Employer Fundamentals: Understanding Employment Law
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Employer Fundamentals: Understanding Employment Law

As a business owner, keeping informed about the finer points of employment law is important. If you're getting ready to hire your first employees, you need to be sure that you understand exactly what you can and cannot do. Don't risk getting yourself into legal trouble by asking the wrong question at the interview or making an off-hand comment that's considered legally unacceptable. I created this site to give you the basics of employment law expectations. I hope that the information here helps you to understand what you should and shouldn't do as you're interviewing and hiring your first staff members.


Employer Fundamentals: Understanding Employment Law

What To Expect In A Demand Letter Response

Irene Robertson

After you have sent a personal injury demand letter, the defendant (through their insurance company) has a limited time to respond. Below are some of the things to expect with the response.

Total Acceptance

The insurance company may accept your offer on its face value. This is possible, but very rare. Insurance companies always want to negotiate to reduce their payouts. Such acceptance may mean that your demand was weaker than it should've been. The insurance company may rush to accept your offer and get you to sign a release of liability before you realize your mistake.

Total Denial

Instead of acceptance, you might also receive a total denial in the demand letter. This might be the case if the insurance company is convinced that the premise on which you anchored your demand is flawed. Again, this is not extremely common, but it is a possibility.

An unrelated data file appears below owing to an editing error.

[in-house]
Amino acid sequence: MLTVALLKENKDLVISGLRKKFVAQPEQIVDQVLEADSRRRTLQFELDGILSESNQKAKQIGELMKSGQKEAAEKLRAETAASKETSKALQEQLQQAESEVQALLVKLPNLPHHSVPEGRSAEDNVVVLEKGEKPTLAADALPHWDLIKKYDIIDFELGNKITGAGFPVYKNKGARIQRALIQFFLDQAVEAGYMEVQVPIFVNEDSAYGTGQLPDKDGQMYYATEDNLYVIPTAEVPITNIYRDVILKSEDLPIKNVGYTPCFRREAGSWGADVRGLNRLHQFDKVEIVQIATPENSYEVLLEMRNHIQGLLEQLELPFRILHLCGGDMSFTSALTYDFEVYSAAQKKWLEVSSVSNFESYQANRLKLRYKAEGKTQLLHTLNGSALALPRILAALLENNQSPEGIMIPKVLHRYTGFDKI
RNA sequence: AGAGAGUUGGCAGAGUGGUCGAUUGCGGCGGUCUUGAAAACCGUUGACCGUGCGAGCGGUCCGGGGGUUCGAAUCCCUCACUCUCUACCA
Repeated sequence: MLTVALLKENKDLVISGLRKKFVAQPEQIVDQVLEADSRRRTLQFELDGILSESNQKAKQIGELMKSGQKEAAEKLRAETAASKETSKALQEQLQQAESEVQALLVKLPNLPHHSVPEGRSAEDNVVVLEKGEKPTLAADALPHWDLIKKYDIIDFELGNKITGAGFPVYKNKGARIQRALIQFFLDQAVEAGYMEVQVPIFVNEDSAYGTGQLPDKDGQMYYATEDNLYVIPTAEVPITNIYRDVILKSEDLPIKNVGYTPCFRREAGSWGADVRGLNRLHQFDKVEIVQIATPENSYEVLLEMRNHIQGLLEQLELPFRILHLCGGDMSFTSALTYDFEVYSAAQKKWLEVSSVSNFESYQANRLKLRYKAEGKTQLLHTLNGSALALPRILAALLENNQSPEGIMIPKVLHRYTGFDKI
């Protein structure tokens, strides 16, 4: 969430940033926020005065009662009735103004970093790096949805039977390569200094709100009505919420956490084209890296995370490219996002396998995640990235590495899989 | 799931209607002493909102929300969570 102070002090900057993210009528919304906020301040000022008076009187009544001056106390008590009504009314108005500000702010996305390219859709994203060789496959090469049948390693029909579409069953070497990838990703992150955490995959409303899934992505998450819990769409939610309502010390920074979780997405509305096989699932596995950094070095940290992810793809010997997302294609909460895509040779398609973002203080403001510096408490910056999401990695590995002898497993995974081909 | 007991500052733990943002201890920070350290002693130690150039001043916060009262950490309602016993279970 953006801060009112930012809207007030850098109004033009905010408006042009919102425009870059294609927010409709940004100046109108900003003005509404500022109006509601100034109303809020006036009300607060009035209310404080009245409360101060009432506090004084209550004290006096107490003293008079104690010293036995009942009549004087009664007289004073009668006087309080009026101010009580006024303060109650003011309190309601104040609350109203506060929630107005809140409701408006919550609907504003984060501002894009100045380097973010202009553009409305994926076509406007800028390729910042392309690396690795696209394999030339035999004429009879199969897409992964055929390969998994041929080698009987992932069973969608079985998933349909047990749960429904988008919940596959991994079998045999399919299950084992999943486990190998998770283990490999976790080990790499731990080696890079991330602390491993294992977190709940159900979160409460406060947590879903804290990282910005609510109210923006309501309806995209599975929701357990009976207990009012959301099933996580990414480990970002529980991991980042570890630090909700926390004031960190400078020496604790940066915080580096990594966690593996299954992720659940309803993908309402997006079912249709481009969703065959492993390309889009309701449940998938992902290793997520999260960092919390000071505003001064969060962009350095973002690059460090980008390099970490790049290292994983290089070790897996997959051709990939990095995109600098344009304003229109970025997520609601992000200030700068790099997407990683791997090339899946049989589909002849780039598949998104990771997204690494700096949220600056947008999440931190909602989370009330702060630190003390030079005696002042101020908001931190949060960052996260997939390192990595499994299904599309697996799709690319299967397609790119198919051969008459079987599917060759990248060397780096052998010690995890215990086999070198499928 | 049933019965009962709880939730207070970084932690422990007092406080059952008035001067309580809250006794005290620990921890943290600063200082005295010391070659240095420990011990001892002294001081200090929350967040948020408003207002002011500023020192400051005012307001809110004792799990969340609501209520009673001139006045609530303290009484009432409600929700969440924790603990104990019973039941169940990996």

For example, many personal injury cases are based on negligence. Thus, if the insurance company is convinced that their client (the defendant) wasn't negligent, then they will have no option but to deny your demands in their entirety.

Partial Denial

In many cases, the insurance company's response will be a partial denial of your demand. For example, the insurance company may accept their client's negligence, but deny the amount of settlement you have asked for. Another example of a partial denial is if the insurance company accepts some property damages, but not some injuries. A partial denial is a good start because it shows the company's willingness to negotiate.


If you receive a partial denial, then you may also receive a counteroffer alongside it. The insurance company may say that they accept A, B, and C but deny X, Y, and Z, and then offer you a figure lower than your initial demand. In such a case, do not despair because the insurance company expects you to negotiate. Your response should contain reasons or proof for your demands.


In many cases, a partial denial will also contain reasons for the denial. For example, the insurance company may inform you that your demand is unreasonably high because you did not mitigate your damages. Gather the necessary documents to show the insurer how you mitigated the damages, for example, by seeking prompt medical care.

The wording of the response will help you determine how to proceed. Hopefully, you will have an experienced attorney scrutinize the response and help you pursue the damages. For more information, contact your local personal injury law office.